Deb's Monthly Review
bullet August 2001 bullet Festivals for Travelers,
Sites of the Month,
Special Feature, Quotes,
Opinions, Rants, Praises.

New: What Do Writers Do All Day? (Deb's Writer Cam)
Special Quote
"Writing is the only thing that,
when I do it, I don't feel I should
be doing something else."
--Gloria Steinem
The Other Side Of The News: To parents, teachers,
and other guardians
of children:

The Review is a place where adults or kids should be able
to stop by and browse comfortably.
But, remember - I have no control over outside links.
For happiest results, please surf the Web with your kids!


The Artsy Site
Of The Month:
Listen to (and buy) old radio shows.

Handy Site
Of The Month:

Creamy (egg-free) Caesar
A nice summer Caesar Salad without the dangers of raw egg.

Web Page Design Site
Of The Month:

10 Tips For Making Your Site More Useful
Written for women, but tips apply to either gender.

Seasonal Site
Of The Month:

Family Camping Lists
What to take for cooking, sleeping, and more.

Just Fun Site
Of The Month:

Babygrand Games
Click on the Etch-a-Sketch link™ for some fun.

Downright Serious Site
Of The Month:

Digital Freedom Network
Worldwide focus on folks who have been persecuted for practicing
free speech.

Historical Site
Of The Month:

Capture The Moment
Pulitzer Prize Photographs (for both slow and broadband connections).


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a card shop.
Click on the logo
to see for yourself!


Think you know it all?
Prove it at
And if you don't know
something you can get
some answers there.

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August Events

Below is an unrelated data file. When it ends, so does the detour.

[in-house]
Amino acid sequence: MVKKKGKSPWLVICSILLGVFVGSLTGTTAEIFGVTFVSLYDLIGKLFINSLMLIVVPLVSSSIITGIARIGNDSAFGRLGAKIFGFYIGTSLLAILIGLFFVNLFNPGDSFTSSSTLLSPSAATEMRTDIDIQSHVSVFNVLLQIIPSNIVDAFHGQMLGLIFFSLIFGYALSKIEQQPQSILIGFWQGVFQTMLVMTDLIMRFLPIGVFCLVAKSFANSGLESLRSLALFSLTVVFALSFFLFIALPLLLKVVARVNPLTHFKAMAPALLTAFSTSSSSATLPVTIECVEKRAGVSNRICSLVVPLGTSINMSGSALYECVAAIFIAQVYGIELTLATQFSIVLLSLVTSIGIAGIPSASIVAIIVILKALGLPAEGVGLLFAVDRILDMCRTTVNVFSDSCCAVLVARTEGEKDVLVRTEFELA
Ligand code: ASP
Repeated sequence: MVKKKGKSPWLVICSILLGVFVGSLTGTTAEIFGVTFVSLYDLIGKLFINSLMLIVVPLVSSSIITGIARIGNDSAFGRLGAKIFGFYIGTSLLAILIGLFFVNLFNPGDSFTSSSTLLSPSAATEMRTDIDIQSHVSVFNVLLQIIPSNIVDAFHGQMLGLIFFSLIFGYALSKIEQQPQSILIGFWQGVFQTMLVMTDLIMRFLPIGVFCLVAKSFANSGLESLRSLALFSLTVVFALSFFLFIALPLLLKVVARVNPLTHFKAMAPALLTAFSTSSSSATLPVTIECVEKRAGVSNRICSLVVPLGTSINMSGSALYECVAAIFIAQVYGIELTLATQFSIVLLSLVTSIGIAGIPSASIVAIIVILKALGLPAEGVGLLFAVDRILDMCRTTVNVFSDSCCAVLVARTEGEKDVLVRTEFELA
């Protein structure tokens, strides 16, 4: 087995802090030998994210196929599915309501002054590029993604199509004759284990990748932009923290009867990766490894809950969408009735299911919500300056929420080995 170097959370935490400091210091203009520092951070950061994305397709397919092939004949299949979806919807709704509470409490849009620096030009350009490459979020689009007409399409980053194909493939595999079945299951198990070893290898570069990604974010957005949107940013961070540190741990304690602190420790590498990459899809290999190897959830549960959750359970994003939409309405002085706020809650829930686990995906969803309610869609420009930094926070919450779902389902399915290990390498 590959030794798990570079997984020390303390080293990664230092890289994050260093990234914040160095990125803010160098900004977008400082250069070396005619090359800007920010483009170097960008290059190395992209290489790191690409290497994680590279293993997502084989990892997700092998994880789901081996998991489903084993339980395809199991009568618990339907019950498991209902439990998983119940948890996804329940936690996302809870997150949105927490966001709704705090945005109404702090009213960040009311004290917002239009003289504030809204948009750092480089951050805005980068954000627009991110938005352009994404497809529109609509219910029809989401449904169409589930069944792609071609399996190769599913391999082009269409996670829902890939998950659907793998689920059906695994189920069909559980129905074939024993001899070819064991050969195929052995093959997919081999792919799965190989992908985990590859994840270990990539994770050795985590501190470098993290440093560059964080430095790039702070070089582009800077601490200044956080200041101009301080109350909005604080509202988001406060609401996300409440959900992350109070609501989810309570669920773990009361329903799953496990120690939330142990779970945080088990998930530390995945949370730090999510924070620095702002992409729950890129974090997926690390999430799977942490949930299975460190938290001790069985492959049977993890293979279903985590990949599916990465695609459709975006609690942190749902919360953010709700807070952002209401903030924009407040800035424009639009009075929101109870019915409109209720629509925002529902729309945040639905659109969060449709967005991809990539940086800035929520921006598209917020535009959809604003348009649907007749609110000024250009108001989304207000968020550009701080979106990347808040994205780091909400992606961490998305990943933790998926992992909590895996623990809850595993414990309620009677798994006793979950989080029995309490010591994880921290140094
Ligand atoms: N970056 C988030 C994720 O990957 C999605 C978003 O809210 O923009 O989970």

festivals For August Travelers

August 1-5, 2001
Gold Rush Days
Egan Drive area,
Valdez, Alaska
Historical reenactments, salmon bake, parade.
More information: Call 907-835-2984.

August 2-4, 2001
Raspberry Days
Garden City Park,
Bear Lake, Utah.
Crafts booths, parade, rodeo, fireworks, raspberry treats.
More: Call 800-448-BEAR(2327).

August 3-4, 2001
Blueberry Festival
Village Green & Library Lawn,
Montrose, Pennsylvania.
Pancake breakfast, lunch, raffle, massed band concert, games, antiquarian book sale, silent auction, white elephant sale, crafts games.
Additional information: Call 570-278-1881.

August 3-18, 2001
West Tennessee Cotton Festival
Crockett Mills Community Center,
Crockett Mills, Tennessee.
Pageants, arts and crafts, truck and tractor competitions, quilt show, dance.
Details: Call 901-696-5120.

August 3-5, 2001
Dublin Irish Festival
Coffman Park on Post Road,
Dublin, Ohio.
Celebrate Irish food, drink, dance and culture, 25-ton sand sculture (with room for kids to build their own structure nearby), 2-mile walk, Irish mass. There is an admission charge, but you can come at off-peak hours and get in free.
More information: Call 614-410-4545.

August 3-5, 2001
Huckleberry Days
Downtown area,
Whitefish, Montana.
Street dance, berry cooking contest, pie-eating contest, sidewalk sales.
More information: Call 406-862-3501.

August 4-5, 2001
LA Tofu Festival
237 South San Pedro Street,
Los Angeles, California
Health and fitness expo, childrens pavilion, parade, taiko drumming, cooking demonstrations. There is a one-dollar admission.
More: Call 213-473-1620.

August 4-5, 2001
Dry Bean Festival
unknown venue,
Tracy, California.
Entertainment, merchandise, cooking demonstrations, chili cooking contest, arts and crafts, Bean Run, antiques. Up to 60,000 people attend.
Additional information: Call 209-835-2131.

August 4-5, 2001
Eden Corn Festival
American Legion Post, Route 62,
Eden, New York.
This is the 38th year for the festival, which features a parade, games, arts and crafts, a car show, food, rides and games.
Further Details: Call 716-992-9141.

August 4-5, 2001
Aloha Festival
Presidio Parade Grounds,
San Francisco, California.
Polynesian dance and music, arts and crafts, educational workshops and cultural exhibits, food. There is no alcohol allowed at the event. There is a parking fee.